The March 2016 losses in Mudug were the result of Al-Shabaab’s botched attempts to move fighters toward their Golis mountain stronghold between Puntland and Somaliland as the group tried to eliminate a dissident faction that had declared allegiance to the so-called IS. The IS factor is the latest playing into a number of longstanding internal divisions – including reports of internal criticism of the current Emir Ahmed Diriye “Abu Ubaidah” – that are arguably more deadly to Al-Shabaab than the military forces pitted against it. The prominent Sheikh Abdulqadir Mumim’s October 2015 pledge of loyalty (ba’ya) to IS was the most high-profile of at least four different pro-IS dissident factions across Somalia, which Al-Shabaab’s amniyat security wing ruthlessly began to exterminate in November 2015.

The internal purge against suspected IS sympathisers may explain a wave of Al-Shabaab defections to Somali government forces. These include the April defections of Ahmed Mohamud Afrah, a senior commander responsible for collecting tax (zakawat) contributions and Mohamed Hooley, a district commander in Galgadud region, as well as the defection of amniyat security officer Hassan Isaq Nuur in May. It may also explain a reshuffle of Shabaab’s governors (walis) in Lower Shabelle, Hiiraan and Mudug.

A Still-Lethal Punch

Despite these setbacks, the group can still hit hard against the Somali Federal Government and its allies, including the African Union Mission in Somalia (AMISOM). Soft targets like government offices and hotels in Mogadishu are regularly subject to Al-Shabaab “complex attacks”, the latest against the Naasa Hablood Hotel on 25 June and the Ambassador Hotel on 1 June, killing civilians and a number of SFG officials, ministers and members of parliament with whom both venues were popular. An AMISOM base manned by an Ethiopian National Defence Forces contingent near the town of Halgaan, in Hiiraan region, was overrun on 9 June with significant casualties. Unlike the devastating attack on the Kenya Defence Force contingent in AMISOM’s base in El-Adde in January 2016, (Ethiopian) air power and reinforcements came quickly to Halgaan and inflicted heavy casualties on Al-Shabaab.

Reduced European Union funding and domestic issues are making some troop contributing countries threaten a draw down, with Uganda announcing its planned exit in late 2017.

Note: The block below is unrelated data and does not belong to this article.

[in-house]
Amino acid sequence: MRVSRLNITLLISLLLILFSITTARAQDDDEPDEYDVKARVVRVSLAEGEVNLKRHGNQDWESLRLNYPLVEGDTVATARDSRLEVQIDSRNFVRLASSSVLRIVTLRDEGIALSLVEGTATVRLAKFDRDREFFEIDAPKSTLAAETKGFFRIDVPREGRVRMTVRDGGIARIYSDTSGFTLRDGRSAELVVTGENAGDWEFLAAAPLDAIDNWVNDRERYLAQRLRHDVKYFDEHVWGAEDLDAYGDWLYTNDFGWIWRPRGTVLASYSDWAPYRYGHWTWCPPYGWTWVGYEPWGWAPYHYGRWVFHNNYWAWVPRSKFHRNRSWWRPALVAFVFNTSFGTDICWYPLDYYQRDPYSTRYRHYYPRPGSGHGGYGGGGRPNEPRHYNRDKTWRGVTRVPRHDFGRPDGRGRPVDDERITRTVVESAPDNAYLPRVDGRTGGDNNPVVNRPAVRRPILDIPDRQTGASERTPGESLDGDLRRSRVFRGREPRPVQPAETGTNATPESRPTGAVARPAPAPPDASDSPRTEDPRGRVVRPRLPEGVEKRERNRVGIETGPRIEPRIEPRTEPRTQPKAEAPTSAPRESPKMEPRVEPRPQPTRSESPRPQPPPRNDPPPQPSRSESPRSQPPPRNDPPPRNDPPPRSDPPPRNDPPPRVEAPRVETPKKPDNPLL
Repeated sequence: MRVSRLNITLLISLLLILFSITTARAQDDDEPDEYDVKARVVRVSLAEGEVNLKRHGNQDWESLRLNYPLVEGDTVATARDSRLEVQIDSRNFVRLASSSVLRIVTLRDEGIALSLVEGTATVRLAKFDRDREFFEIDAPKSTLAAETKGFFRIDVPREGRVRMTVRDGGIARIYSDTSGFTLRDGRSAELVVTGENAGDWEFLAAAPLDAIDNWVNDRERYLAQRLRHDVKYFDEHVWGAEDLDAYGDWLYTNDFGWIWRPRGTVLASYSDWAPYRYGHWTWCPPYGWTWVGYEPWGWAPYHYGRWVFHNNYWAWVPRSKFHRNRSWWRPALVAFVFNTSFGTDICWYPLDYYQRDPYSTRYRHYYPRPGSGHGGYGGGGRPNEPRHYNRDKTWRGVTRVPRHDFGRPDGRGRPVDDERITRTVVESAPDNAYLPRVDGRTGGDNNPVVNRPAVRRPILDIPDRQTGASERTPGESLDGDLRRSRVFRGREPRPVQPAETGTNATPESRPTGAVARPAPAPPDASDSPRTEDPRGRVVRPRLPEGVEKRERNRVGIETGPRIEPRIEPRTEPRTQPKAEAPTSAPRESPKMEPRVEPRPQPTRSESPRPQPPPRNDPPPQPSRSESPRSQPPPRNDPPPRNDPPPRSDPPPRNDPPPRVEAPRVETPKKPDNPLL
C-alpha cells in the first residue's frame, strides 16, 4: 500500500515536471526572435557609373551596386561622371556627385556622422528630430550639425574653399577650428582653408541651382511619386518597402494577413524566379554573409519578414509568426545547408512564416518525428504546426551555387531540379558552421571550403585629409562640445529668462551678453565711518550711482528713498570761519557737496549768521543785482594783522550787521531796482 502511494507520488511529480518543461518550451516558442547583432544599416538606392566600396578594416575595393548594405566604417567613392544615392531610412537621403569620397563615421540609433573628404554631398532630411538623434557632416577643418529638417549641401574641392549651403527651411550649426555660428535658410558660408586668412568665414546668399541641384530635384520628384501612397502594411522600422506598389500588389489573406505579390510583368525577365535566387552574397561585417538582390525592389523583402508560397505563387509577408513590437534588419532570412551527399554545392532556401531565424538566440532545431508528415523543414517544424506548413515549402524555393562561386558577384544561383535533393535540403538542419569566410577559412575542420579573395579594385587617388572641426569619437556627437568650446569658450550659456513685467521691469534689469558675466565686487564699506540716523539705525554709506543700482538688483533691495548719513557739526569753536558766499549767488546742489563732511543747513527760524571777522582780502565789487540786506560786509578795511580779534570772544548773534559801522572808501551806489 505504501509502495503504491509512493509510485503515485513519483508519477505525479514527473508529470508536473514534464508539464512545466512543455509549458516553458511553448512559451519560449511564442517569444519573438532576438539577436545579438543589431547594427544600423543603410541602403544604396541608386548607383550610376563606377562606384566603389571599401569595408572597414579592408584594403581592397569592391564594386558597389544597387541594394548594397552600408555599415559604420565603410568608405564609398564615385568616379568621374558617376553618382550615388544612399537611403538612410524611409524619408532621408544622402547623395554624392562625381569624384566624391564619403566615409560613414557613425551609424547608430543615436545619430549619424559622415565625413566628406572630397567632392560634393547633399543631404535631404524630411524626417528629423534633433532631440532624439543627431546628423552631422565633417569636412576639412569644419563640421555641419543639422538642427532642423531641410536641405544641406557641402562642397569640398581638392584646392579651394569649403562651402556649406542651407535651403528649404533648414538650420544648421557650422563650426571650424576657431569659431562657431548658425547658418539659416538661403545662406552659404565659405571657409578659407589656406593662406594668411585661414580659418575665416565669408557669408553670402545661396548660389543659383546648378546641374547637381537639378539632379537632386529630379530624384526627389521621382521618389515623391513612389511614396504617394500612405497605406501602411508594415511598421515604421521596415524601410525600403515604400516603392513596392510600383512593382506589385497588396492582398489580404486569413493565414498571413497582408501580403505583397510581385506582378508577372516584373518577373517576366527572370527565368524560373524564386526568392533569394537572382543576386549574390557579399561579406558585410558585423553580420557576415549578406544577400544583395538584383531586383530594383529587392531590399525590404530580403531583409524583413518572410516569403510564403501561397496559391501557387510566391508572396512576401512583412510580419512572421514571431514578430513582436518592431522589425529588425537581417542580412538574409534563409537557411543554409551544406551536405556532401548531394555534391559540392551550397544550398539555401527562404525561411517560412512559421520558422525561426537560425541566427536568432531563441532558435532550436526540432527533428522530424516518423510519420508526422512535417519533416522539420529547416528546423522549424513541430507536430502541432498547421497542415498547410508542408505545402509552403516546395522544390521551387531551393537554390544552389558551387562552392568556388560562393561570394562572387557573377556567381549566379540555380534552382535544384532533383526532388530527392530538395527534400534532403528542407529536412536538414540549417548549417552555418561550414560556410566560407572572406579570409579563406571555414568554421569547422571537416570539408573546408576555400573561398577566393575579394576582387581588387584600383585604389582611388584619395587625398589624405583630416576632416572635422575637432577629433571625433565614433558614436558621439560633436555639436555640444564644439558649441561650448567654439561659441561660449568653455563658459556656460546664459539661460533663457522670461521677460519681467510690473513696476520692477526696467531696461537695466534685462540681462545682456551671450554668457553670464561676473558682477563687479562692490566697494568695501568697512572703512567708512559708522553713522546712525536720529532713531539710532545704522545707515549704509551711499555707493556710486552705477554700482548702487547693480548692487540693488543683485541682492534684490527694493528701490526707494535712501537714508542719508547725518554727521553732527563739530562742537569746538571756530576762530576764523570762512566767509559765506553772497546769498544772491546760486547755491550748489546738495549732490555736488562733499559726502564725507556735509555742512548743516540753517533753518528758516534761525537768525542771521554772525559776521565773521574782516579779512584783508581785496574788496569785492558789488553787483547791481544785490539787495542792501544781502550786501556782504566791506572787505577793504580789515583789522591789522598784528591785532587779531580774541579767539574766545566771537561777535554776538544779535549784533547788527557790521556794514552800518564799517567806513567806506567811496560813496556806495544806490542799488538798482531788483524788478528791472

Worryingly, however, AMISOM has appeared to have disengaged somewhat on the ground. Despite its critical role and sacrifice in removing Al-Shabaab from strategic locations and opening the space for political progress, it has taken both a physical and political beating over the last eighteen months. Reduced European Union funding and domestic issues are making some troop contributing countries threaten a draw down, with Uganda announcing its planned exit in late 2017.

The Double-edged Sword of Regional Peace-support

AMISOM’s role as both an operation against Al-Shabaab and as a peace-support force increasingly suffers from being dominated by nearby powers. It could almost be called “IGADSOM”: Burundi aside, all troop contributing countries are members of East Africa’s regional peace and security organisation, the Inter-Governmental Authority on Development (IGAD). Kenya and Ethiopia are Somalia’s direct neighbours; part of a wider trend on the continent of neighbours participating in stabilisation or peace operations. A troop contributor that is a neighbour can more directly support the new federal entities with whom it shares borders and knows intimately. But this also risks sidelining the development of the still weak Somalia National Army, and may indirectly risk friction between the Somali Federal Government and federal entities, as well as between the entities themselves.